Truck in potted trees. Set up cafe tables. Paint in some bike lanes. The temporary streetscape might be the perfect urban fix for our times. Because pop-up spaces enable cash-strapped cities to create parks and plazas without spending a bundle, they’ve become a form of instant municipal gratification. Temporary parks allow cities to test-drive new public spaces, says Prema Gupta, who masterminded several instant parks in Philadelphia. "We don’t have to wait four years to get a great public space."
The concept grew out of the pavement-to-parks movements in New York and San Francisco. "We talked about using the parking lane for something other than storing vehicles," explains San Francisco Pavement to Parks project manager Andres Power. "We liked the notion of being playful with the street." Thus was born the "parklet," a cross between a terrace cafe and a pocket park that occupies one or two curbside parking spaces. Temporary oases have surfaced nationally and internationally, but San Francisco leads with 24 and has 30 more instant parks in the works.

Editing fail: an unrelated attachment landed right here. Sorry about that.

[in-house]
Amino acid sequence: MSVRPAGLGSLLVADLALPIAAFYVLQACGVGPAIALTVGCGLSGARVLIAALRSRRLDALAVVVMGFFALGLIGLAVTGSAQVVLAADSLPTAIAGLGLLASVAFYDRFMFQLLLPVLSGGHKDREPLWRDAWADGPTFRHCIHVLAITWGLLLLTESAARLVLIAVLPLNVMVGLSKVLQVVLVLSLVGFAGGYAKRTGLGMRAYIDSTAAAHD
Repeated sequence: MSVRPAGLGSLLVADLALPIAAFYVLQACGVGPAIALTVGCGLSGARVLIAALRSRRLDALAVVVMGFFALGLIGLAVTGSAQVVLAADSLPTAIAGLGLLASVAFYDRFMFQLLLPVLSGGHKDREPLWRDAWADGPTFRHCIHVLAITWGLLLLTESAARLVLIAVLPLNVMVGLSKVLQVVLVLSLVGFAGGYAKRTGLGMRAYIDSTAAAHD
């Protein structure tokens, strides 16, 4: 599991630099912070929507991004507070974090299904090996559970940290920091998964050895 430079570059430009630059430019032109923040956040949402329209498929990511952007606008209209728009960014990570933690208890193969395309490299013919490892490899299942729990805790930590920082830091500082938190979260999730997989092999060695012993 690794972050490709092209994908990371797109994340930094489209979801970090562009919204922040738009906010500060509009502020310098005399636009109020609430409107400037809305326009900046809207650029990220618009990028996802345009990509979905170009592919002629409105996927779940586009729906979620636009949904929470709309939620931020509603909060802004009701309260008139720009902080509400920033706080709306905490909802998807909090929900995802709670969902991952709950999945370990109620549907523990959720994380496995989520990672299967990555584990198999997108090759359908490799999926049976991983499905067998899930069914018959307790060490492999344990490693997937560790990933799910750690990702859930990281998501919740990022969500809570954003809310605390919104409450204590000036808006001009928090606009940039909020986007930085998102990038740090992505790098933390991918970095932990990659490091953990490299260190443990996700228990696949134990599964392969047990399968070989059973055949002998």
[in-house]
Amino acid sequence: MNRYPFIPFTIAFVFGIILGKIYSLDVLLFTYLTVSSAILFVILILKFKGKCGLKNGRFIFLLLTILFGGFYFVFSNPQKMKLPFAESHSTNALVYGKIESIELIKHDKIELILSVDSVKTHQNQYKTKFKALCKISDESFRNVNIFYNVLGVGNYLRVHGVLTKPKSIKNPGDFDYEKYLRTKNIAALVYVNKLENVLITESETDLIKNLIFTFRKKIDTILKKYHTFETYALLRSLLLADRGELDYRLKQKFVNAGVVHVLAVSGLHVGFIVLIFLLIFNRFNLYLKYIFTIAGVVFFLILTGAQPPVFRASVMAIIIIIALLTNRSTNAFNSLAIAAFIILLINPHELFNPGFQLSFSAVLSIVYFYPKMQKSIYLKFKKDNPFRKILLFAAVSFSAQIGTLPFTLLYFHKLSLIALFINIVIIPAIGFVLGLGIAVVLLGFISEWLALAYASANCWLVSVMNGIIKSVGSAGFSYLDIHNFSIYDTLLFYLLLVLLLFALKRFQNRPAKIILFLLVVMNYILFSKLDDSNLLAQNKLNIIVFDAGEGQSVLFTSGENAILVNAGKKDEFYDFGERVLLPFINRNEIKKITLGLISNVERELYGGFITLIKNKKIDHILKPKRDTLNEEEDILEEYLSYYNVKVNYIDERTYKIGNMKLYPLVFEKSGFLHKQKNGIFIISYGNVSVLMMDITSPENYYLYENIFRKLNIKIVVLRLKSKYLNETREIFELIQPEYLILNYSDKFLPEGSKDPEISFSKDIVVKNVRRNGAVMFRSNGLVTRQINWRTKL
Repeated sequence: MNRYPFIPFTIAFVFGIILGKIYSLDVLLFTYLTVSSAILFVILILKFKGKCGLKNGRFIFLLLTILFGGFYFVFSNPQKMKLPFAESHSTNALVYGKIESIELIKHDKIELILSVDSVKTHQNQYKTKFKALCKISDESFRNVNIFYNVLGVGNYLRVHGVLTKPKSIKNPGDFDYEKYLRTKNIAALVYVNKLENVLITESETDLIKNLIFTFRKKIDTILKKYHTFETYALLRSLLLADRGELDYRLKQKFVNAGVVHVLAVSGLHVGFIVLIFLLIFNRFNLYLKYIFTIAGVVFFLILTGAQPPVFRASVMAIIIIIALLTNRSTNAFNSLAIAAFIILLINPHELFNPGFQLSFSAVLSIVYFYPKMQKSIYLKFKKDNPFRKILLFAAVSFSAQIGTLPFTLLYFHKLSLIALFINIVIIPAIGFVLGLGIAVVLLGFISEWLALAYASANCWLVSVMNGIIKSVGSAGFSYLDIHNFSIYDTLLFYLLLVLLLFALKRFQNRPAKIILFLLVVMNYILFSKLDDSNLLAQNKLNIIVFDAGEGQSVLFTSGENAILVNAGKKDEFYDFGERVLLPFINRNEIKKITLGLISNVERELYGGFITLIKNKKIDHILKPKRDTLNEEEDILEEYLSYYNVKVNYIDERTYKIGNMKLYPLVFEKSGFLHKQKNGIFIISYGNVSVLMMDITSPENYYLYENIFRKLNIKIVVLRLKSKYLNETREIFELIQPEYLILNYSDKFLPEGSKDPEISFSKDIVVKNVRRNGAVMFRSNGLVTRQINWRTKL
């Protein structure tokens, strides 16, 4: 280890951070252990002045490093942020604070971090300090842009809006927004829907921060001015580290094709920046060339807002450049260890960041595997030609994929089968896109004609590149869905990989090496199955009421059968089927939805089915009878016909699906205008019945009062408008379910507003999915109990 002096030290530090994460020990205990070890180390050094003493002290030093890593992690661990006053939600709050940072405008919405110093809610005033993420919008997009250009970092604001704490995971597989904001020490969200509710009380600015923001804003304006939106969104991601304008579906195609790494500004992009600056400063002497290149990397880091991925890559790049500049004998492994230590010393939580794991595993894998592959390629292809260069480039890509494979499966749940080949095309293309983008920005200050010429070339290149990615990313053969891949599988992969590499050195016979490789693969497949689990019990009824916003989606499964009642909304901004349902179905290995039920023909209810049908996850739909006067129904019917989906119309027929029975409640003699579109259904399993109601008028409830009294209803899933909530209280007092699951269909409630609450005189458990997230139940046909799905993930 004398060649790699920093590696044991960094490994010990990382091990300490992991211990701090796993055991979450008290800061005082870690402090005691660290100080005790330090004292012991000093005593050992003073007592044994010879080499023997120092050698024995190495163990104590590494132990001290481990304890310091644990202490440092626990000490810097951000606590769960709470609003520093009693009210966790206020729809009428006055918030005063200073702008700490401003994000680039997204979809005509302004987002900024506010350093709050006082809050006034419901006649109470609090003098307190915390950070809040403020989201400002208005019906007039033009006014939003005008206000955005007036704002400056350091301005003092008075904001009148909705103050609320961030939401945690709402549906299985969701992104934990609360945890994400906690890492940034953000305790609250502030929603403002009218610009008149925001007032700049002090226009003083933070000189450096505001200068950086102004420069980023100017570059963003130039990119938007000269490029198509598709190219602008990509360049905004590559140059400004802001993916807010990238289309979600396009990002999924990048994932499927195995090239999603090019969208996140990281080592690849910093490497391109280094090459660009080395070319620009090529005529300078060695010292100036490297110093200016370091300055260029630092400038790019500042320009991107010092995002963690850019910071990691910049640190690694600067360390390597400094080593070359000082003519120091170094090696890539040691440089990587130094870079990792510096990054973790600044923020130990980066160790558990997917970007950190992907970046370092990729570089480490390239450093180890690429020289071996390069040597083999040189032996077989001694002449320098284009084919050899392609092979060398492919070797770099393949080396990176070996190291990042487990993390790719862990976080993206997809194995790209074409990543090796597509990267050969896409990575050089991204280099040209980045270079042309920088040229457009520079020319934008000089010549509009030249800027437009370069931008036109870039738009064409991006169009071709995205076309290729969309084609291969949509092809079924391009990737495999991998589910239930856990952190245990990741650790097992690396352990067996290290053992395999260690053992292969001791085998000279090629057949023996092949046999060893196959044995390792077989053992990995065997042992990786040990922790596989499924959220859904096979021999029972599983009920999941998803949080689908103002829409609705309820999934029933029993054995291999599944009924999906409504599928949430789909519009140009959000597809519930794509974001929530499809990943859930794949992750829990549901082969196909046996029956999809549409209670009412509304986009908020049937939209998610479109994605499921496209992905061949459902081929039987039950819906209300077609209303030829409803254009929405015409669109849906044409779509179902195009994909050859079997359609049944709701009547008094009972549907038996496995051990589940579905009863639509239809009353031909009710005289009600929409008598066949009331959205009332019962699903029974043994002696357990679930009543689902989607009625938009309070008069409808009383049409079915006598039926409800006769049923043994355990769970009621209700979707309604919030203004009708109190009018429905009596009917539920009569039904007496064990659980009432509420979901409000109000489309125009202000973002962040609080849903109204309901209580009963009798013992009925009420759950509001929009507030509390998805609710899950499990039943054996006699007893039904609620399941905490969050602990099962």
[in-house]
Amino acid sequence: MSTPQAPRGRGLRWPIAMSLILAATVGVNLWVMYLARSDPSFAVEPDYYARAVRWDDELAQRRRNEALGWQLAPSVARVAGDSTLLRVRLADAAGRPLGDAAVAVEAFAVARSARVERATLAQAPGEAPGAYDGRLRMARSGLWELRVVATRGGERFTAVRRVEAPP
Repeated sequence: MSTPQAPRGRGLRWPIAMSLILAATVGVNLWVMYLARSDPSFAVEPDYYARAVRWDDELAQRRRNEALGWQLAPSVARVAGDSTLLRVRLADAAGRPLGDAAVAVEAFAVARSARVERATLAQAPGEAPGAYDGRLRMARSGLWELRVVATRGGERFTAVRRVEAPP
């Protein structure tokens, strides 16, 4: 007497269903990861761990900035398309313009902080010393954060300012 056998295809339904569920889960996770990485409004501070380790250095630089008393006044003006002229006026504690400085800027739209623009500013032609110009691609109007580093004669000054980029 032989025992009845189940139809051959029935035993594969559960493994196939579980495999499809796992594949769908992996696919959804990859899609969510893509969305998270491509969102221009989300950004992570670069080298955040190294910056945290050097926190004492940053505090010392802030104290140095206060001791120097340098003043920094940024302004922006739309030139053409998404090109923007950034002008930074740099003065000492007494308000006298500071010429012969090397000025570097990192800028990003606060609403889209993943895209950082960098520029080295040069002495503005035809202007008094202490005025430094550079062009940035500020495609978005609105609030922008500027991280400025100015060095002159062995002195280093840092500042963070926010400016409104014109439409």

Temporary streetscapes have expanded beyond basic seating and greenery. On summer weekends, residents of Queens, New York, close a busy block to cars and turn it into a "play street," with free movies and yoga classes. After Philadelphia replaced its parking meters with automated kiosks, the old meter heads were retrofitted with decorative rings for locking up bikes. No two instant streetscapes are alike. However, the public’s response is, generally, universal: overwhelming approval.
From Vancouver, British Columbia, to Philadelphia, Pennsylvania, these three guerrilla landscapes stand out from the crowd.
Visitors emerging from the Vancouver Art Gallery may assume that Picnurbia (above) is another art piece. Not quite. The colorful, wavelike structure is a temporary picnic grove in the heart of downtown that features festive umbrellas and cozy spots to spread out an al fresco lunch. picnurbia.com
Better Block Project
Fed up with a block of vacant commercial buildings in Dallas’s Oak Cliff section, residents organized a one-day demo of the street’s potential, installing trees and benches, and populating the block with pop-up shops. Now, almost all the storefronts are occupied. betterblock.org
To slow traffic outside Philadelphia’s 30th Street Station, the city widened the adjacent concrete median and created an outdoor waiting room called the Porch, with cafe seating, umbrellas, and planters. Completed in 2011, it’s now a popular venue for concerts and a farmers’ market.
Inga Saffron is the Architecture critic for the Philadelphia Inquirer.